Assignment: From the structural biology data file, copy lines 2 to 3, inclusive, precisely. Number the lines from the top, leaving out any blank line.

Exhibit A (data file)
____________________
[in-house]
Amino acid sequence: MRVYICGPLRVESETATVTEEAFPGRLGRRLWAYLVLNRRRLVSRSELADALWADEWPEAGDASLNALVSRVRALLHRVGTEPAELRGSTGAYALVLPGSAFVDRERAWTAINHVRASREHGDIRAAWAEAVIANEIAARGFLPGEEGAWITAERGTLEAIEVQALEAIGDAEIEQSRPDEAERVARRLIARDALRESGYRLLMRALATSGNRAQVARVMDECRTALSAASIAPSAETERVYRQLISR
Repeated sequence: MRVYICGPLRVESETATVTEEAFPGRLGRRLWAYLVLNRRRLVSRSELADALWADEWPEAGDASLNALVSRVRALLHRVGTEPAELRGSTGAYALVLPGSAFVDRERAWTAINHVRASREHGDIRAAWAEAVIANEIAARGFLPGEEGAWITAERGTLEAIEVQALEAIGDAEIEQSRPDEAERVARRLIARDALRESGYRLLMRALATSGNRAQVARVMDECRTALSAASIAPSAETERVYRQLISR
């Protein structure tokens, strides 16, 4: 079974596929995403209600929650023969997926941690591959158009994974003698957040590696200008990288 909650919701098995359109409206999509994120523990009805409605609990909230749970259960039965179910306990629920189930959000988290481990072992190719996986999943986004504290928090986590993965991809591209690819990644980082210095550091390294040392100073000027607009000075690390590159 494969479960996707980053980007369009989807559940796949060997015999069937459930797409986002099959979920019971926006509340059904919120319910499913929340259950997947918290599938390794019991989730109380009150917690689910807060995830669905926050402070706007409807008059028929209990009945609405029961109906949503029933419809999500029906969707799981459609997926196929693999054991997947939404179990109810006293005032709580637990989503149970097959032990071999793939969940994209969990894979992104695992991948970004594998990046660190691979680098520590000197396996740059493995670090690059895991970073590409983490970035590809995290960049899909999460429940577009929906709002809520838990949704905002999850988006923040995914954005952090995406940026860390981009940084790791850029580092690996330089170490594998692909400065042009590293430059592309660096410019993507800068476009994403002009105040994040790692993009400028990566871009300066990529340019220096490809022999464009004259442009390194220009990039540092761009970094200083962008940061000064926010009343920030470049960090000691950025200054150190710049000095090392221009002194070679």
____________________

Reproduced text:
Amino acid sequence: MRVYICGPLRVESETATVTEEAFPGRLGRRLWAYLVLNRRRLVSRSELADALWADEWPEAGDASLNALVSRVRALLHRVGTEPAELRGSTGAYALVLPGSAFVDRERAWTAINHVRASREHGDIRAAWAEAVIANEIAARGFLPGEEGAWITAERGTLEAIEVQALEAIGDAEIEQSRPDEAERVARRLIARDALRESGYRLLMRALATSGNRAQVARVMDECRTALSAASIAPSAETERVYRQLISR
Repeated sequence: MRVYICGPLRVESETATVTEEAFPGRLGRRLWAYLVLNRRRLVSRSELADALWADEWPEAGDASLNALVSRVRALLHRVGTEPAELRGSTGAYALVLPGSAFVDRERAWTAINHVRASREHGDIRAAWAEAVIANEIAARGFLPGEEGAWITAERGTLEAIEVQALEAIGDAEIEQSRPDEAERVARRLIARDALRESGYRLLMRALATSGNRAQVARVMDECRTALSAASIAPSAETERVYRQLISR